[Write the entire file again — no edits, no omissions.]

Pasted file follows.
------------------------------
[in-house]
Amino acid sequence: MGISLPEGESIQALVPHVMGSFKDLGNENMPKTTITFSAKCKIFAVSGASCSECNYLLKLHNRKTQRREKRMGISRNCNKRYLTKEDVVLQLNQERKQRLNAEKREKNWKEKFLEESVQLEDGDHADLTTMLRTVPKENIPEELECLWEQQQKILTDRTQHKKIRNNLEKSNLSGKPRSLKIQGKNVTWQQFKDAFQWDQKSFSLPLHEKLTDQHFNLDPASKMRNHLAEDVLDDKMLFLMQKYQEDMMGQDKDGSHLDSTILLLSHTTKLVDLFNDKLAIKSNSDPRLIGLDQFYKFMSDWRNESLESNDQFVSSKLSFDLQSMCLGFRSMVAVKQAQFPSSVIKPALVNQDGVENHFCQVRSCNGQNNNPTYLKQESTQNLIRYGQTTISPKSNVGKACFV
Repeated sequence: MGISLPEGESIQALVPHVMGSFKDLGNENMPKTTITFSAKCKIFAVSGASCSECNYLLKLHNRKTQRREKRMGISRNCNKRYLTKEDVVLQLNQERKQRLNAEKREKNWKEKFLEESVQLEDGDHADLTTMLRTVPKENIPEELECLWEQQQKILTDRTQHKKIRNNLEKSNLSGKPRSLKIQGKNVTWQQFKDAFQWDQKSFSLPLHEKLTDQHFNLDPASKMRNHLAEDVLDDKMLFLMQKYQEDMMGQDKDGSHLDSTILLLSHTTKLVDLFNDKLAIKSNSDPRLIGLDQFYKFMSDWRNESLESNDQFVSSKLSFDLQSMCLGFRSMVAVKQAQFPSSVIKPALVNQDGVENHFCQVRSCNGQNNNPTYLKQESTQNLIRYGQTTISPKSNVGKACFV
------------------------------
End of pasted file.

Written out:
[in-house]
Amino acid sequence: MGISLPEGESIQALVPHVMGSFKDLGNENMPKTTITFSAKCKIFAVSGASCSECNYLLKLHNRKTQRREKRMGISRNCNKRYLTKEDVVLQLNQERKQRLNAEKREKNWKEKFLEESVQLEDGDHADLTTMLRTVPKENIPEELECLWEQQQKILTDRTQHKKIRNNLEKSNLSGKPRSLKIQGKNVTWQQFKDAFQWDQKSFSLPLHEKLTDQHFNLDPASKMRNHLAEDVLDDKMLFLMQKYQEDMMGQDKDGSHLDSTILLLSHTTKLVDLFNDKLAIKSNSDPRLIGLDQFYKFMSDWRNESLESNDQFVSSKLSFDLQSMCLGFRSMVAVKQAQFPSSVIKPALVNQDGVENHFCQVRSCNGQNNNPTYLKQESTQNLIRYGQTTISPKSNVGKACFV
Repeated sequence: MGISLPEGESIQALVPHVMGSFKDLGNENMPKTTITFSAKCKIFAVSGASCSECNYLLKLHNRKTQRREKRMGISRNCNKRYLTKEDVVLQLNQERKQRLNAEKREKNWKEKFLEESVQLEDGDHADLTTMLRTVPKENIPEELECLWEQQQKILTDRTQHKKIRNNLEKSNLSGKPRSLKIQGKNVTWQQFKDAFQWDQKSFSLPLHEKLTDQHFNLDPASKMRNHLAEDVLDDKMLFLMQKYQEDMMGQDKDGSHLDSTILLLSHTTKLVDLFNDKLAIKSNSDPRLIGLDQFYKFMSDWRNESLESNDQFVSSKLSFDLQSMCLGFRSMVAVKQAQFPSSVIKPALVNQDGVENHFCQVRSCNGQNNNPTYLKQESTQNLIRYGQTTISPKSNVGKACFV